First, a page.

They are 26th in three-point accuracy and 24th in the percentage of their looks that come from downtown. And they don't have the personnel for either to change. JJ Redick (31.8 percent from deep) will get better, but Ball (30.8 percent), Josh Hart (31.9 percent) and Nicolo Melli (18.8 percent) aren't givens to improve. New Orleans should probably ditch Melli minutes altogether at this point.

    Even the Pelicans' hot start on defense has faded.

    Giving up long-range attempts more often than anyone else is no longer having the intended effect, and only the Kings are allowing a higher conversion rate at the rim. Defensive rebounding isn't an issue, per se, but they need Zion to do more on the glass. He has a lower defensive rebounding rate than Ingram, and New Orleans is getting waxed on the boards whenever he plays without Steven Adams.

    By no means is this season playoffs-or-bust for the Pelicans. They are, however, running out of time to define this year's direction.

5. MIami Heat

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    Phelan M. Ebenhack/Associated Press

    Returning to action so soon after making the NBA Finals gave the Miami Heat some wiggle room to struggle. The thing is, they're almost already out of runway.

    Suboptimal energy has been a popular talking point, but the Heat's early-season malaise feels like more than a matter of fatigue. At the very least, they're battling enough issues to start asking uncomfortable questions.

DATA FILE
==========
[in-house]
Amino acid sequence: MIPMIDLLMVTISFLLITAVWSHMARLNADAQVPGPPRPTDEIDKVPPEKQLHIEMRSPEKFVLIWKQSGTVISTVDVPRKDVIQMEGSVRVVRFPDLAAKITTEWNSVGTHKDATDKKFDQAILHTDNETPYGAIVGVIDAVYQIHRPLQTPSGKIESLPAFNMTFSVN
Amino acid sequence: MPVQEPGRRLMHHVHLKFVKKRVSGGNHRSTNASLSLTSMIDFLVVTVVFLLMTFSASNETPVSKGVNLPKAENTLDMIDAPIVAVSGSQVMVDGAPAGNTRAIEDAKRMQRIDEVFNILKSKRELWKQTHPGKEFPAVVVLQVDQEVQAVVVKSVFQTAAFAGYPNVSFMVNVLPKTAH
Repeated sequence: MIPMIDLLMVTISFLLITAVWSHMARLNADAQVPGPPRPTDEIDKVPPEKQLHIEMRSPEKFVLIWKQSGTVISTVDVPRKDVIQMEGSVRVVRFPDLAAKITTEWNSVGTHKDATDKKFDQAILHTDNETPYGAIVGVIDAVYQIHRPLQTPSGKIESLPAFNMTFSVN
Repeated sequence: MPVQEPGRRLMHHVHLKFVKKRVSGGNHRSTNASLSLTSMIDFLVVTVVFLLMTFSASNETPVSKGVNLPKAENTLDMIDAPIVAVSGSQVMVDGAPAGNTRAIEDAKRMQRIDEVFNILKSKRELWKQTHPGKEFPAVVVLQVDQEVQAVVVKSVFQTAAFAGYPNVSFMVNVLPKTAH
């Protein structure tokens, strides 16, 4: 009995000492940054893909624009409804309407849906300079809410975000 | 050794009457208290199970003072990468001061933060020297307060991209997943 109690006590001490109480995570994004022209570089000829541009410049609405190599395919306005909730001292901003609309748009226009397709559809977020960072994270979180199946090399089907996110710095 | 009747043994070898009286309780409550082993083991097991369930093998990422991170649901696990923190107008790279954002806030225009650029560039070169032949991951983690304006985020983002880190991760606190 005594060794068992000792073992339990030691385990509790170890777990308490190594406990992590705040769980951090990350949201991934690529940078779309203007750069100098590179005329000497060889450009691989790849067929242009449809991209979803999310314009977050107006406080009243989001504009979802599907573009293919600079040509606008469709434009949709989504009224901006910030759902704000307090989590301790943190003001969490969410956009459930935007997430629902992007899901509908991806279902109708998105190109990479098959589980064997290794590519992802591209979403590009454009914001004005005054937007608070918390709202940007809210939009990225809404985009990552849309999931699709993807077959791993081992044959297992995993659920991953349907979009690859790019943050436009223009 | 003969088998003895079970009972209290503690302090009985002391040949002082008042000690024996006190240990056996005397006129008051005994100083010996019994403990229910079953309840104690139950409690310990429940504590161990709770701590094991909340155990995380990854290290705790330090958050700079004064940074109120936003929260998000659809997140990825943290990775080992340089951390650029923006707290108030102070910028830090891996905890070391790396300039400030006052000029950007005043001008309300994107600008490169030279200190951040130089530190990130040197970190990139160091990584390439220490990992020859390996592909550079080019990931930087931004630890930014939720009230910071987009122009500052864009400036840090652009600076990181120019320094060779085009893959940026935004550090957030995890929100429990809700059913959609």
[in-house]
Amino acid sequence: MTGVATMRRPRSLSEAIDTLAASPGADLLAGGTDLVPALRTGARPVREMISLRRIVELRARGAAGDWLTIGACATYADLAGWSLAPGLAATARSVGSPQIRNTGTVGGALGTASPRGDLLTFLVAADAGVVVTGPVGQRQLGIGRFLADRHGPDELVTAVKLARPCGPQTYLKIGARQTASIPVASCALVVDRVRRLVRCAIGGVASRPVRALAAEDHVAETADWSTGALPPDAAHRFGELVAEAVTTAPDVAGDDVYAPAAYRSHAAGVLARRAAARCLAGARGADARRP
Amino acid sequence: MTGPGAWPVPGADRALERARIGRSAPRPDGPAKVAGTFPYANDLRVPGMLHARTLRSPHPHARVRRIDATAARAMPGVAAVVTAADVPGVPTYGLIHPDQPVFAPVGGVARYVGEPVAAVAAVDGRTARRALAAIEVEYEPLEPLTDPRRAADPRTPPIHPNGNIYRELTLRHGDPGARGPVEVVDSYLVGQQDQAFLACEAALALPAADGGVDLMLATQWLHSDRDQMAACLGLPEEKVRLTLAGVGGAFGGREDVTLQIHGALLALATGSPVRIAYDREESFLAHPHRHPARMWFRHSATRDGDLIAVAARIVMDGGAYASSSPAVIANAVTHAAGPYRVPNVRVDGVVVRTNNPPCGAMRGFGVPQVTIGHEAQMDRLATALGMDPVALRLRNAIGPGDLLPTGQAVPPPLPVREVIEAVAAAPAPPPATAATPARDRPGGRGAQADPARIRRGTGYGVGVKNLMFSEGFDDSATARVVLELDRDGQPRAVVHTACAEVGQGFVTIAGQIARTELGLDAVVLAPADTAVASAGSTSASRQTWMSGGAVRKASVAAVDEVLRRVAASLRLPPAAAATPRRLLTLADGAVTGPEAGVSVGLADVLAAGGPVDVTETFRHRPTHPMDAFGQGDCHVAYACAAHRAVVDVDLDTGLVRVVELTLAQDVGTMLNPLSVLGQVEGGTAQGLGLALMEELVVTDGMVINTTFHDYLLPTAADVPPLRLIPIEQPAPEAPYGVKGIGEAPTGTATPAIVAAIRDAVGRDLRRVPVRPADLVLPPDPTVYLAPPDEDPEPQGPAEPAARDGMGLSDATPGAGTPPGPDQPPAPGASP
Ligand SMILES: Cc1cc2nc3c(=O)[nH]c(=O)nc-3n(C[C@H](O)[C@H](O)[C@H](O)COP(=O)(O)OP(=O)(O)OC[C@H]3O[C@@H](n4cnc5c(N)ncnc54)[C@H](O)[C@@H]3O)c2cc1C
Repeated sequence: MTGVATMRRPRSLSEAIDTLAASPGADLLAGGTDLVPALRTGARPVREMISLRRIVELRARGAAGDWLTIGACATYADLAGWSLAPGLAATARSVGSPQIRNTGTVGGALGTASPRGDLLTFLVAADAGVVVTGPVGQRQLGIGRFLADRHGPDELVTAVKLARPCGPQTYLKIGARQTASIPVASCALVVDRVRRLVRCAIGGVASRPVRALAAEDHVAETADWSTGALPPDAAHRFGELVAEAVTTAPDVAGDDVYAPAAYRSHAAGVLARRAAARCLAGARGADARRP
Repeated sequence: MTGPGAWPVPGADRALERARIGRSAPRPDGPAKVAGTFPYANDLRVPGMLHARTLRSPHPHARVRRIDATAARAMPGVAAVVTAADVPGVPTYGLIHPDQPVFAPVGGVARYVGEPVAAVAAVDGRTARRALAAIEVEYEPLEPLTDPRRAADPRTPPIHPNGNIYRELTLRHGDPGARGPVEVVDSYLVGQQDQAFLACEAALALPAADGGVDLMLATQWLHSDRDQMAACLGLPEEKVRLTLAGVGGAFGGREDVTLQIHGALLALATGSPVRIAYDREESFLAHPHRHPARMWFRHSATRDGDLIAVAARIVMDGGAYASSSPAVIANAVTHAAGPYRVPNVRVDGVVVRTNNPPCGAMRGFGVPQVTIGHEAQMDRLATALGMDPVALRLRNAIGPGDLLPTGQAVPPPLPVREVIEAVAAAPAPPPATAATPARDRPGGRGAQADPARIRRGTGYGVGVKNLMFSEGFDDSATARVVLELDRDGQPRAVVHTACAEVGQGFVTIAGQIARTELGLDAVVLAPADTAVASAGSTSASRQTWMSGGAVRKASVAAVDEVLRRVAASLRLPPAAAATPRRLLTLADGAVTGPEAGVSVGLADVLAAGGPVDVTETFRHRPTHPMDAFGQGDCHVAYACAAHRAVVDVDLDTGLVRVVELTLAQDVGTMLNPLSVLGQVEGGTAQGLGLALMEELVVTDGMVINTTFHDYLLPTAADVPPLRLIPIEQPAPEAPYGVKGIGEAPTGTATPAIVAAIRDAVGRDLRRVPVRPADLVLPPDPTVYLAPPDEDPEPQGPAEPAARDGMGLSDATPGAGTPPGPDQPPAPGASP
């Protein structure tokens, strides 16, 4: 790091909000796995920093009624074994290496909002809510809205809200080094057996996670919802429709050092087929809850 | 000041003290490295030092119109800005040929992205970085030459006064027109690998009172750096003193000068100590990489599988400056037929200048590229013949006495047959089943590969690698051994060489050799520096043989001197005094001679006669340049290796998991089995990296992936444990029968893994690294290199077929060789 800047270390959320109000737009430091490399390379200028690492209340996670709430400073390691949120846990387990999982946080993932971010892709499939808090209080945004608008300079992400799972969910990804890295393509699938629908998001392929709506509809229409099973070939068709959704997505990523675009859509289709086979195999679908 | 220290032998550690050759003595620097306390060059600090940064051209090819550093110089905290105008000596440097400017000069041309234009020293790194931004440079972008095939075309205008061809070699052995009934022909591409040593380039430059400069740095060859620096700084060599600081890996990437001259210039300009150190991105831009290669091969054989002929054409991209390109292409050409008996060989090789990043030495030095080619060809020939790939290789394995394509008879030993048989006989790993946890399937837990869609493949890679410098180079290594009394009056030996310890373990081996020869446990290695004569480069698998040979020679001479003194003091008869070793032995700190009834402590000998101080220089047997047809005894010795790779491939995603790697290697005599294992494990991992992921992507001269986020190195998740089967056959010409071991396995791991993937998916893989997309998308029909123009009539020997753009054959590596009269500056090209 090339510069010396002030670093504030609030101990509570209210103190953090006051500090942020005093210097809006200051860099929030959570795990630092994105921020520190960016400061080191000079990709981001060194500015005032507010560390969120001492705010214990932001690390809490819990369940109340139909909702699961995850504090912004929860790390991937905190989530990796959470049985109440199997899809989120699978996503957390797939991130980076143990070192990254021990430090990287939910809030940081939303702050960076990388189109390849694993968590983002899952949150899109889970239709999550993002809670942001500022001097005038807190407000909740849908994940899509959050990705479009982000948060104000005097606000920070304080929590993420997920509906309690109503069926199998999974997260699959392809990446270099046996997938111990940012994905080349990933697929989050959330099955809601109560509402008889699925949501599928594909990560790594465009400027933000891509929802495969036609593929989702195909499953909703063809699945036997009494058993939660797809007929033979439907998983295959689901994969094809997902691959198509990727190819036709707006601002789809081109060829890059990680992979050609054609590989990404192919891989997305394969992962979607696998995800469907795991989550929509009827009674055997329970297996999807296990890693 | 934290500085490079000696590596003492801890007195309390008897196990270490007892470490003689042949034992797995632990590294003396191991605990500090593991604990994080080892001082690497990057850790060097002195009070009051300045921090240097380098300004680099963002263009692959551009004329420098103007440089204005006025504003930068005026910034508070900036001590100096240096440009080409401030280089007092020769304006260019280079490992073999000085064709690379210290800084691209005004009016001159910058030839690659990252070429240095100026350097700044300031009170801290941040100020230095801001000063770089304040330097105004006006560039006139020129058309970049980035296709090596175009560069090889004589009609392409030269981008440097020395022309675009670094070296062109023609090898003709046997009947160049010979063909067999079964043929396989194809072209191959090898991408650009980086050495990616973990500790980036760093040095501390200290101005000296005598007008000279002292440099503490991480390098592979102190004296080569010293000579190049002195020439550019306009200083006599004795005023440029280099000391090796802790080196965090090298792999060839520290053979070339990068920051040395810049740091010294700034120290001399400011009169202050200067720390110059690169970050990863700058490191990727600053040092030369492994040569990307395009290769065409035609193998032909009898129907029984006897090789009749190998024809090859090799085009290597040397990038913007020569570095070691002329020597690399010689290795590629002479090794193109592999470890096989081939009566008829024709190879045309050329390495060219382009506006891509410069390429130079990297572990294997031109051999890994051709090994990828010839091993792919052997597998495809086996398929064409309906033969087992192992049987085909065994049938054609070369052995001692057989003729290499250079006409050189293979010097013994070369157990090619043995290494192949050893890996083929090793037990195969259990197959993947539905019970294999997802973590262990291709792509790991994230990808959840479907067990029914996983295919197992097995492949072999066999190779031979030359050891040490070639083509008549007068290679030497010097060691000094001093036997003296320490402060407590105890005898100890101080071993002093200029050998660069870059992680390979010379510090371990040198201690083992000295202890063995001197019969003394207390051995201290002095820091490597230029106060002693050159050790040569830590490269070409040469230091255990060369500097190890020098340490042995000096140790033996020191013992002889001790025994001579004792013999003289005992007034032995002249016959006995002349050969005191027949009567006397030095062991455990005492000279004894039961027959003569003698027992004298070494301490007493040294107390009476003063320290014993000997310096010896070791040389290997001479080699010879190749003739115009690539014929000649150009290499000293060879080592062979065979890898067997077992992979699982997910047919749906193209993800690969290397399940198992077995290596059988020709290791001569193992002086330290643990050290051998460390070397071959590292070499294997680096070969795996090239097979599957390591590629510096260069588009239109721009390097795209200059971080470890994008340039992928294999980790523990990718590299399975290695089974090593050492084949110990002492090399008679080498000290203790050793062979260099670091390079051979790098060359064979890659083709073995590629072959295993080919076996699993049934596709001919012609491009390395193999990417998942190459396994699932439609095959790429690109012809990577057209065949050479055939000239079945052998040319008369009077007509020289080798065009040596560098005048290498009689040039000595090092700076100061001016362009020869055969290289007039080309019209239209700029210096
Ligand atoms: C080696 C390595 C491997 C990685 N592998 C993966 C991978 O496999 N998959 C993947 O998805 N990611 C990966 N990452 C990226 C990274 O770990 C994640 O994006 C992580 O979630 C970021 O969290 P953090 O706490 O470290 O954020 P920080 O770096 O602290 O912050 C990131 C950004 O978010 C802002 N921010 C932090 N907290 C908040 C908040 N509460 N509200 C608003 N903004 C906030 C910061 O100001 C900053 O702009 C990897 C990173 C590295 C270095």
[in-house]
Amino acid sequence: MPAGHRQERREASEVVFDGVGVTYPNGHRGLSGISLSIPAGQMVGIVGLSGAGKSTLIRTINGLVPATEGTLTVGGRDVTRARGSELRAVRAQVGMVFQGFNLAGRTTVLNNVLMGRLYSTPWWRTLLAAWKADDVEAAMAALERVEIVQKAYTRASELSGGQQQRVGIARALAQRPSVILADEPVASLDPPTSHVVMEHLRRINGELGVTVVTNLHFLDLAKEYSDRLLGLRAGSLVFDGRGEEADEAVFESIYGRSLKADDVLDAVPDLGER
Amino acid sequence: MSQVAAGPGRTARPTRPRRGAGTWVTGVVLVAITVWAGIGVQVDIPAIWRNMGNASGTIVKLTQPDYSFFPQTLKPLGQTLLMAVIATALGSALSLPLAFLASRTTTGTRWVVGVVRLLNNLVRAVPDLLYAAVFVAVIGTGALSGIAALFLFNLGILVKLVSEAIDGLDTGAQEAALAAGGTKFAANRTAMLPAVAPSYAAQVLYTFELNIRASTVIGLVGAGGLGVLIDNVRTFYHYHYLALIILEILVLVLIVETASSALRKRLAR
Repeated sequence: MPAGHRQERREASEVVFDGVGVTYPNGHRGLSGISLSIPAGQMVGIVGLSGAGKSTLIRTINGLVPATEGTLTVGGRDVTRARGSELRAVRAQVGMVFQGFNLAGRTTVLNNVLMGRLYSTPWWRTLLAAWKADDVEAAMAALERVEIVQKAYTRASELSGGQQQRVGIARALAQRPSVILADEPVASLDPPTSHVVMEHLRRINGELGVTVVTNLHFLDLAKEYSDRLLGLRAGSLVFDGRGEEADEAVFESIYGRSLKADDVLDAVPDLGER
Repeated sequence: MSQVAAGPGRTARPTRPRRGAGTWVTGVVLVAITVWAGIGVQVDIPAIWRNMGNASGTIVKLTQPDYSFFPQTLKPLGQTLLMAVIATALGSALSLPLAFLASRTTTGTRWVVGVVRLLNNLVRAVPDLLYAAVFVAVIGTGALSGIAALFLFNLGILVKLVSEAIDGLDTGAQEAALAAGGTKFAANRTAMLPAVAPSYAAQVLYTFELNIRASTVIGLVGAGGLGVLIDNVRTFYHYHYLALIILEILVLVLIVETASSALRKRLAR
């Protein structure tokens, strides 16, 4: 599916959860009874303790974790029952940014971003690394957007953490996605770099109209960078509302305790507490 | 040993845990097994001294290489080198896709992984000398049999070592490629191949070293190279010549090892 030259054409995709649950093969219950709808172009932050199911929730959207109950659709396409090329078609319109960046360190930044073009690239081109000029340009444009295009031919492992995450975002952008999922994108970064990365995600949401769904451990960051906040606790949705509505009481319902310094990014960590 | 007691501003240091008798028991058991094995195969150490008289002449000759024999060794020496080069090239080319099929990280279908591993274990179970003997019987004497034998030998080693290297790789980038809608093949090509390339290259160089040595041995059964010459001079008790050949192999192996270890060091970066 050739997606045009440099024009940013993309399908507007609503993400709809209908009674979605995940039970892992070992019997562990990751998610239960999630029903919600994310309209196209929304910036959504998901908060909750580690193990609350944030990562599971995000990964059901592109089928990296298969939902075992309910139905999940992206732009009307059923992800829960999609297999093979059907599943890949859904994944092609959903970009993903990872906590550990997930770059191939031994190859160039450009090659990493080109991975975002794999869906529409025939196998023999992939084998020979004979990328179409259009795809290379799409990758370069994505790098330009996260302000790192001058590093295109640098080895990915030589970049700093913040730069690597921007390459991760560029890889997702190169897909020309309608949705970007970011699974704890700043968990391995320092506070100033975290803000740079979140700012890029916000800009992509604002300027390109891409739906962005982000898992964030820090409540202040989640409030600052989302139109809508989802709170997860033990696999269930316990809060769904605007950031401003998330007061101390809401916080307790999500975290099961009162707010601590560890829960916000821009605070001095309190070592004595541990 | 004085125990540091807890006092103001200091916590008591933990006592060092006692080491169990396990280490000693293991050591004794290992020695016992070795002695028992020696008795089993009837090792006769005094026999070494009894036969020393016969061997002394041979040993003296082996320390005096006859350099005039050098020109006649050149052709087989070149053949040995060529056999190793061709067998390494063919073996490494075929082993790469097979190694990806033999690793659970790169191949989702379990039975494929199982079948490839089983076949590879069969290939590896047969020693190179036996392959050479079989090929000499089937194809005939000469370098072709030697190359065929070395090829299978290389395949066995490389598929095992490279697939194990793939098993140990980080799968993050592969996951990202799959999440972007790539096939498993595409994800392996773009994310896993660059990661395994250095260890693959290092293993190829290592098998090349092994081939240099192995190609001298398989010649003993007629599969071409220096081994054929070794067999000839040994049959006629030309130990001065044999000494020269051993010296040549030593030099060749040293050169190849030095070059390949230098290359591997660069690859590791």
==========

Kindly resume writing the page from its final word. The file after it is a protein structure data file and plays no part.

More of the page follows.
Can the offense get its turnovers under control? Will Tyler Herro-at-point guard minutes become more palatable? Can they shoot better than not-quite-average from beyond the arc? Should Herro and Duncan Robinson both be starting when the roster is at full strength?

    Are they this bad at guarding the three-point line, or are opponents just getting lucky? Does the bench have any defensive rebounding juice? Do they need a more dynamic option at the 4—you know, someone like Jae Crowder? Can they begin limiting the amount of time opponents spend in transition?

    Aspects of the Heat's performance should normalize.

    Rival offenses won't swish more than 40 percent of their above-the-break threes forever. They won't look as lethargic on 50-50 balls. Benefit of the doubt should be given to both a reigning Finals participant and a team working off the shortest offseason in the history of offseasons. Miami is not as deep as the Los Angeles Lakers after prioritizing 2021 flexibility during free agency.